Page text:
Tennis Forehand WRIST – Lag and Snap Explained

by | Jul 13, 2019 | Advanced, Forehand, Technique | 0 comments

What is the role of the wrist in the modern ATP forehand? How do I achieve the lag position? How relaxed should my wrist be?

The short answer is it depends. Depending on your grip, where you’re trying to hit to, and a bunch of other factors, your wrist will do something different.

Wrist Anatomy 101

To start off, the wrist is a gliding joint which allows the bones to glide past one another in any direction.

The 4 main motions of the wrist are:

  • Flexion
  • Extension
  • Radial Deviation
  • Ulnar Deviation

Then, there are 2 main motions of the forearm:

  • Pronation
  • Supination

I’ll be using these terminologies throughout the video to explain the motions of the wrist and forearm. But I want to note that when you’re on the court, your focus shouldn’t be on wrist movements. Your focus should be on how you’re going to get the racket to perform a motion that achieves your desired effect on the ball.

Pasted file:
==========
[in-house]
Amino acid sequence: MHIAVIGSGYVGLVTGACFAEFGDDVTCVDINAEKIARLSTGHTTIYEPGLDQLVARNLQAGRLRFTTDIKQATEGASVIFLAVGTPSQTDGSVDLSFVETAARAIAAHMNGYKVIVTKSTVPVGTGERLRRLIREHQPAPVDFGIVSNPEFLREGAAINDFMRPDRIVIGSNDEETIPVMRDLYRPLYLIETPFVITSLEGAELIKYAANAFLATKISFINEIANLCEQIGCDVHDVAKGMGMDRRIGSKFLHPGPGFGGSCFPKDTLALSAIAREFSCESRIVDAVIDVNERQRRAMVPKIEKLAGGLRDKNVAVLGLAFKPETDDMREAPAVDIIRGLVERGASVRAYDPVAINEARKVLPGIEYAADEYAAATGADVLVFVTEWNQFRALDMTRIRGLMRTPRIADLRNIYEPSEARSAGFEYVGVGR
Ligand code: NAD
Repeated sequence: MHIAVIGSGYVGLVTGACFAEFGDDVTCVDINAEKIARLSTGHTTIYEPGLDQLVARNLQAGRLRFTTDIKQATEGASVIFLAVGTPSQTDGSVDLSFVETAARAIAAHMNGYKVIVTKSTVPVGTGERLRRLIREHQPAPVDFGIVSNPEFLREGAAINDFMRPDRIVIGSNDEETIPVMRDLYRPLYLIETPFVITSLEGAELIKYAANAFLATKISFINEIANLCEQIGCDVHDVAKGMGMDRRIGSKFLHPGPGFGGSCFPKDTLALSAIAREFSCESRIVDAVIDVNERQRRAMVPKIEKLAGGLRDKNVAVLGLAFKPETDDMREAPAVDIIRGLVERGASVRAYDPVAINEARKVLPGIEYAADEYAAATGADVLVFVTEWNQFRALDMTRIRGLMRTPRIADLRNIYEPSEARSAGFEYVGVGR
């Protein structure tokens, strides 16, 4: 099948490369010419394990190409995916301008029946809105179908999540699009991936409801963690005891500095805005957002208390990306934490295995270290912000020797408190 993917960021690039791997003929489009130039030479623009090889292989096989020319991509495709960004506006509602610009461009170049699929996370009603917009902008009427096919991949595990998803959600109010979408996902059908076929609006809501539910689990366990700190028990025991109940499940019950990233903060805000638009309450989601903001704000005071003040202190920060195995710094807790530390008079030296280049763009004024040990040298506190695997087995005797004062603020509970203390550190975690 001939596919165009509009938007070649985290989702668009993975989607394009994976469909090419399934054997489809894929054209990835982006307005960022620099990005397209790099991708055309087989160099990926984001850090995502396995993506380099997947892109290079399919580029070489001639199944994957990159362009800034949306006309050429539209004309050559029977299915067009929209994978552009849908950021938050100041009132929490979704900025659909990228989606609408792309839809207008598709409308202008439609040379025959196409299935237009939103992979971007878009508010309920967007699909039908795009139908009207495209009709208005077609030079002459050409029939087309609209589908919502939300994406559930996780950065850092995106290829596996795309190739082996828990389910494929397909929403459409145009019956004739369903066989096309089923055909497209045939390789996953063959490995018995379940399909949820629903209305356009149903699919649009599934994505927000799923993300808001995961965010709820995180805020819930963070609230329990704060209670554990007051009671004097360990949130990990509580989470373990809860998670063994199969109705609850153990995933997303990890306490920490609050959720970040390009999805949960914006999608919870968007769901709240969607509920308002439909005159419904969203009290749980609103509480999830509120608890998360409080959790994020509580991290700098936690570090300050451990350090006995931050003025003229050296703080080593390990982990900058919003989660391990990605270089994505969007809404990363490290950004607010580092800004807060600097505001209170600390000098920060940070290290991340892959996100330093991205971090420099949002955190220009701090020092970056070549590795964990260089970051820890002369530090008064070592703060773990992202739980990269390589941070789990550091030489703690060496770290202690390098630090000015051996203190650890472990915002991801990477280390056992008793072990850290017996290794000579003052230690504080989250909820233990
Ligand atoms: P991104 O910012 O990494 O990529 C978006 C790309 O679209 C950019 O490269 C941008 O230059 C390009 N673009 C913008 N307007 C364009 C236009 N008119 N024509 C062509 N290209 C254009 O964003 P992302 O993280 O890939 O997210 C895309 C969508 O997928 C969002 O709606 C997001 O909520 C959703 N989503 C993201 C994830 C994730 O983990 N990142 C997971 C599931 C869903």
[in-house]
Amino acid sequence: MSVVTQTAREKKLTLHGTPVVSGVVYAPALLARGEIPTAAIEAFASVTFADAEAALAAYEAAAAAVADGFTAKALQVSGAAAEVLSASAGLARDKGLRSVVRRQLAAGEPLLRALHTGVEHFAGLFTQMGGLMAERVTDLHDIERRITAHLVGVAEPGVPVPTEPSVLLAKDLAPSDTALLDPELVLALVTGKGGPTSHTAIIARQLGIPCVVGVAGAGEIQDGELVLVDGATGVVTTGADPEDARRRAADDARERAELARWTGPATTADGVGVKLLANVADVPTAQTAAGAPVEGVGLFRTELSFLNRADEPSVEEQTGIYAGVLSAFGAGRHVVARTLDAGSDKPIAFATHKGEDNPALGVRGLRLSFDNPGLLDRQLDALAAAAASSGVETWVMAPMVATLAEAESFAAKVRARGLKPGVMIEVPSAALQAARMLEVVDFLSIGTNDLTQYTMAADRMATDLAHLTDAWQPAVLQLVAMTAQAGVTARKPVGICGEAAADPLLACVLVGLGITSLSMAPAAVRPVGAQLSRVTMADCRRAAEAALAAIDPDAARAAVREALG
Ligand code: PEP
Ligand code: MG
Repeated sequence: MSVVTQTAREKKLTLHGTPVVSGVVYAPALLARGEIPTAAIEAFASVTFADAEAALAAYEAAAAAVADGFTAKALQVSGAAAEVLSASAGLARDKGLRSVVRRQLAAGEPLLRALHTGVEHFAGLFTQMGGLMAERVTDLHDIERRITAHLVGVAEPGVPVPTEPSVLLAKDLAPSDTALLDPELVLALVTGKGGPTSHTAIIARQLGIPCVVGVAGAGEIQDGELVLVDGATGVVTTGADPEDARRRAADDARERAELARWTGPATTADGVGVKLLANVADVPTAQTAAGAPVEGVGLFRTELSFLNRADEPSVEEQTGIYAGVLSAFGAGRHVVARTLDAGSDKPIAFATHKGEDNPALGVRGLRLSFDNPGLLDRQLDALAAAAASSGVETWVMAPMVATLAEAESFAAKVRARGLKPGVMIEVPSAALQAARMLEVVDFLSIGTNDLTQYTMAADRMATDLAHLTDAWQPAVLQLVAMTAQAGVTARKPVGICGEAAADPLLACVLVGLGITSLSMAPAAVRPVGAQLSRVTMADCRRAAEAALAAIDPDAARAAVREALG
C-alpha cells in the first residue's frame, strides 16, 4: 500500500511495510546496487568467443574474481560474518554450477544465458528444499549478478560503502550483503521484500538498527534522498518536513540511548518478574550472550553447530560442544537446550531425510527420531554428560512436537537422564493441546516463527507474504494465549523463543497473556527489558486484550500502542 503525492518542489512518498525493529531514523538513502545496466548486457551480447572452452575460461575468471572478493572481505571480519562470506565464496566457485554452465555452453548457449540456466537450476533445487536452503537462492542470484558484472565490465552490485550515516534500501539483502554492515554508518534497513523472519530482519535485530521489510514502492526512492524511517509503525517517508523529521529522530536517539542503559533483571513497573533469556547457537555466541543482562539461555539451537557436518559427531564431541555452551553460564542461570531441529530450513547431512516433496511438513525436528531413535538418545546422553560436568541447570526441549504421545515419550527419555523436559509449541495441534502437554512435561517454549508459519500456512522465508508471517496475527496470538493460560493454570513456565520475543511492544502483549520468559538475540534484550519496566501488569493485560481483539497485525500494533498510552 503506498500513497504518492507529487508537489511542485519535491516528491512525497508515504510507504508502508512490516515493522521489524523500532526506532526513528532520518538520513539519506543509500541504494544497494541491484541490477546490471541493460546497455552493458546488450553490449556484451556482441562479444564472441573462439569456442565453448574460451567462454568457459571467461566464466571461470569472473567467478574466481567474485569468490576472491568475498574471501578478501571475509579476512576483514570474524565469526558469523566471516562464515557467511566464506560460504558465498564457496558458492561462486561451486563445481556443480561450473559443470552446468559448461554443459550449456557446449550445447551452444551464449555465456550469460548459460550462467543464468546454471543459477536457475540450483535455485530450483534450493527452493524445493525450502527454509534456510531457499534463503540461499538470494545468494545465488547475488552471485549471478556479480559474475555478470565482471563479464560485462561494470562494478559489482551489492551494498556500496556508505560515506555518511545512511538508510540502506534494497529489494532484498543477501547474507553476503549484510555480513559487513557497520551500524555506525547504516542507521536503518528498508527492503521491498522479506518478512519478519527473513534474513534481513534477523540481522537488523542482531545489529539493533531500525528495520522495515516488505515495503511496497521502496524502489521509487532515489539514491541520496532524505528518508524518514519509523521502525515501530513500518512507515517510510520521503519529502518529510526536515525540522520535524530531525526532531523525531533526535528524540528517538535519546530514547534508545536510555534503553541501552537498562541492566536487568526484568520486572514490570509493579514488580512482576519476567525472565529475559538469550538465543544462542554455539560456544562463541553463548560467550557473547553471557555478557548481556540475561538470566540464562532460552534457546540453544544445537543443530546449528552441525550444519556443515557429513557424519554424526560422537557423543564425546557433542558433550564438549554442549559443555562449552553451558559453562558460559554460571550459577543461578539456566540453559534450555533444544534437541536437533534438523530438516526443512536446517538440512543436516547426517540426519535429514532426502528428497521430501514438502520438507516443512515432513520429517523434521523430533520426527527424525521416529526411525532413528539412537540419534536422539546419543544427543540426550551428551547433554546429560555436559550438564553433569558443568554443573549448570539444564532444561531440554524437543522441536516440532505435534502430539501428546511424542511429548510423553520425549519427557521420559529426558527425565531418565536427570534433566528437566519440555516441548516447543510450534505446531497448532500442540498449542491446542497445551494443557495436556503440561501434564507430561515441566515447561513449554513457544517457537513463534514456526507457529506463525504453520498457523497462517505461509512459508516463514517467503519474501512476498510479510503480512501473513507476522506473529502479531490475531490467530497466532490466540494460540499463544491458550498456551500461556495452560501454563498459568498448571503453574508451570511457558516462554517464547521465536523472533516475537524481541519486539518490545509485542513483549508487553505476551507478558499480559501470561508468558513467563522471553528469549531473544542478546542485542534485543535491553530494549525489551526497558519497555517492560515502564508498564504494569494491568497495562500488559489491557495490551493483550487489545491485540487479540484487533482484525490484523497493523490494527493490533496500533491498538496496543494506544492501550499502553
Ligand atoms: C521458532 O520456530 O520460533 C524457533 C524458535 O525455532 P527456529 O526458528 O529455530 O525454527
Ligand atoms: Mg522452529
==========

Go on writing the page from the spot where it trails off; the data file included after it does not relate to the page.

Preparation & Backswing

Conscious Function: Stays Relaxed

When it comes to the wrist, the backswing is usually ignored and all the focus is on the “lag and snap” or the windshield wiper motion. We’ll explain the wrist in the forward swing and follow through too, but first, I feel like it’s necessary to go over the right preparation.

In the backswing phase of the forehand there are 2 vital things to keep in mind for the wrist:

1. The wrist is relaxed

This means that you have just enough grip tension required for you to keep your racket in your hand, without actively manipulating the racket with your forearm muscles. If the wrist isn’t relaxed at the start of the backswing, it most likely won’t be relaxed in later stages of the forehand. This will hinder your ability to achieve proper positions later in the swing and hitting with a tense forearm over a long period of time can lead to overuse injury. Trust me, I’ve been there.

2. The wrist must be in the proper position